rate. If a speaker speaks very fast, the error rate increases; the system
only works well for roughly the speaking rate for which it was built -
an important limitation that must be overcome. However, several separate
subsystems can be built for
different speaking rates. Then it becomes necessary to estimate the
speaking rate before the actual speech recognition in order to select
the appropriate subsystem.
Idea: The basic layer of a speech recognition system is the set
of phoneme models: There is one module for each of, say, 40 different phonemes
and at each time each of these modules m estimates the probability
that the current speech input represents m's phoneme. During a phoneme,
the corresponding module is high and the others are low. During a transition
from one phoneme to the next, all modules are low and therefore the entropy
of the module signals is higher. The local maxima of the entropy time series
should thus indicate the phoneme transitions, the frequency of which is
a direct measure of speaking rate.
Result: The idea was implemented and tried with various sorts
of phoneme models and for various speaking rates. Speaking rates were estimated
for 2-second long blocks of speech. The correlation between estimated and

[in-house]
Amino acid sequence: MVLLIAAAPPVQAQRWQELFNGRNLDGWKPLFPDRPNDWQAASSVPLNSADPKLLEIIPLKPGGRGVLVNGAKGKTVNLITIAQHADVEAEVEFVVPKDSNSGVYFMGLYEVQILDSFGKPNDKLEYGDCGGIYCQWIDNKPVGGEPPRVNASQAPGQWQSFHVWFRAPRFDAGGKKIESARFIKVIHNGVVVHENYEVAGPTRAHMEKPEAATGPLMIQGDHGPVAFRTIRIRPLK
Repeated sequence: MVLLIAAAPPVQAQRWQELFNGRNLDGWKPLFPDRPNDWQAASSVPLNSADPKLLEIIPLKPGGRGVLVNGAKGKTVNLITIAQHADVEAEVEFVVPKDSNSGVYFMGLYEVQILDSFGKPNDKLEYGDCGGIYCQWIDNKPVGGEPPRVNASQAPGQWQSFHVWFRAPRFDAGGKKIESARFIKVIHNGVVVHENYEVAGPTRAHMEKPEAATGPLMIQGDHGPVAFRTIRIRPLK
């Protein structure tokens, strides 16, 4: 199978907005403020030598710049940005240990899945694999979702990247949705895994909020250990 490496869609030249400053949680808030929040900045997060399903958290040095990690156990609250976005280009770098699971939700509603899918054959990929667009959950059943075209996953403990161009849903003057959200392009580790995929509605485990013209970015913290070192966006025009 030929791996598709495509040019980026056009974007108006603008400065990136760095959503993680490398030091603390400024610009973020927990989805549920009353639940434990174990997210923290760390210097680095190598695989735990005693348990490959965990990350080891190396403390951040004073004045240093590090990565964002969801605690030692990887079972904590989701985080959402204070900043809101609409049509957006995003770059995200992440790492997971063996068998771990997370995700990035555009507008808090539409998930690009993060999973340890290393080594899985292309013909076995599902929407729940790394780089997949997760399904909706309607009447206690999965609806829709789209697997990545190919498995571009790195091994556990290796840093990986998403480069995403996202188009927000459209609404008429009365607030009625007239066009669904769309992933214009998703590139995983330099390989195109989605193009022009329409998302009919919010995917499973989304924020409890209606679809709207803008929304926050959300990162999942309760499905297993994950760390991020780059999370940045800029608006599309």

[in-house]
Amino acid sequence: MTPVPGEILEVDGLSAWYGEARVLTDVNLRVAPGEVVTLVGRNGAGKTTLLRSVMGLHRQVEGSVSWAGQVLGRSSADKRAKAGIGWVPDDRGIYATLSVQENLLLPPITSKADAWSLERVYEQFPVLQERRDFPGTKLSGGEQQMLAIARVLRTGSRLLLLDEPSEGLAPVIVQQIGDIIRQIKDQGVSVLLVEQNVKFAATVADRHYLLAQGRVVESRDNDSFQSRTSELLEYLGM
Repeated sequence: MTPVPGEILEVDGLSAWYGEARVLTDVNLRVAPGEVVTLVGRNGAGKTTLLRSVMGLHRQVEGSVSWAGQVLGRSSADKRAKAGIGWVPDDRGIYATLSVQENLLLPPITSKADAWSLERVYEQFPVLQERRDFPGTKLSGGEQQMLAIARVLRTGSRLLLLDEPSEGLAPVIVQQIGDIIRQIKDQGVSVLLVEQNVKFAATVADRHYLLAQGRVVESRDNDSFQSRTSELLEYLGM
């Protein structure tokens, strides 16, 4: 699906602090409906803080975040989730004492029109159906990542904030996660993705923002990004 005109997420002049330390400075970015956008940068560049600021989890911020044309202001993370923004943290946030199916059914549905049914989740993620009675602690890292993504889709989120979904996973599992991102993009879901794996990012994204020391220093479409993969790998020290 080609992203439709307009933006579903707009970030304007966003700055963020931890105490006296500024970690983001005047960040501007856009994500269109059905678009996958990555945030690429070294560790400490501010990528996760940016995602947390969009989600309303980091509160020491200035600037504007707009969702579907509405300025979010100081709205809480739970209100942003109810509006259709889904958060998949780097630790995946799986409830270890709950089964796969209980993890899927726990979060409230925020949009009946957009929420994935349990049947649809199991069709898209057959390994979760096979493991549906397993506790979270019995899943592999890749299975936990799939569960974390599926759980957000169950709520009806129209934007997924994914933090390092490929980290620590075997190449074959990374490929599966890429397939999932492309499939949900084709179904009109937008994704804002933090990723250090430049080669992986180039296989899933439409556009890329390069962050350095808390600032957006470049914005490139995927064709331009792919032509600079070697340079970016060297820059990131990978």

actual speaking rate was between -0:15 (sic!) and 0.26, typically 0.12.
The idea does not work at all; it is essentially useless.
Insight: The idea does not work because the output of the individual
phoneme models is too unreliable; there are many spurious maxima in the
entropy time series. This is true although the given phoneme models are
among the best available world-wide. The accuracy of speech recognition
systems mostly stems from the integration of other knowledge sources such
as phoneme pair frequency distributions and dictionaries.
Handling: The idea, results, and analysis have not been and will
not be published.
Effect: The maxima-counting idea is so appealing, even for somebody
who knows about the unreliability of the individual phoneme models, that
other speech recognition research groups will most probably steer into
the same blind alley again once they find it.
2.3 Spurious insights
Spurious insights occur in one of three forms:
- Sometimes dressed-up or distorted evaluations as mentioned above make
the reader believe something that is not there. A solution may appear to
possess properties that it does not have at all or only to a lesser degree.
- Also, positive results sometimes occur by chance as shown in the example